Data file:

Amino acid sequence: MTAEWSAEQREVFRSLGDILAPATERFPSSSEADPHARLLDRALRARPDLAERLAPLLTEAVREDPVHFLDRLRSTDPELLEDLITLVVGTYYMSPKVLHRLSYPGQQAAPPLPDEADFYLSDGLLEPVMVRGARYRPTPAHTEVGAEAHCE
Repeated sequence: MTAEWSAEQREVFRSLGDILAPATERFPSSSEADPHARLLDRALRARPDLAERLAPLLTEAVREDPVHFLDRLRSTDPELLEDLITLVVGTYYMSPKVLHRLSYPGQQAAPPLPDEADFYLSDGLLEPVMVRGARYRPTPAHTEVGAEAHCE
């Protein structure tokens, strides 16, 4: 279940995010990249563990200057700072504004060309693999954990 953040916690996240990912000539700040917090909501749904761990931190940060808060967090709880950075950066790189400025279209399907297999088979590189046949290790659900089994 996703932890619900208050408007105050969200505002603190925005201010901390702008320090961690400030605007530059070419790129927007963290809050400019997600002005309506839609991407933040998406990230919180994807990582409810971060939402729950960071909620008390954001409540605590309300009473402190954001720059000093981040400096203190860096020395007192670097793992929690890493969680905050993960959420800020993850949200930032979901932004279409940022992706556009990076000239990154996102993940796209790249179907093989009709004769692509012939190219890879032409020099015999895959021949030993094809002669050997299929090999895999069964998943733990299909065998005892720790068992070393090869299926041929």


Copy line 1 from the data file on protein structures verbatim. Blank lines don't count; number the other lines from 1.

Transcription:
Amino acid sequence: MTAEWSAEQREVFRSLGDILAPATERFPSSSEADPHARLLDRALRARPDLAERLAPLLTEAVREDPVHFLDRLRSTDPELLEDLITLVVGTYYMSPKVLHRLSYPGQQAAPPLPDEADFYLSDGLLEPVMVRGARYRPTPAHTEVGAEAHCE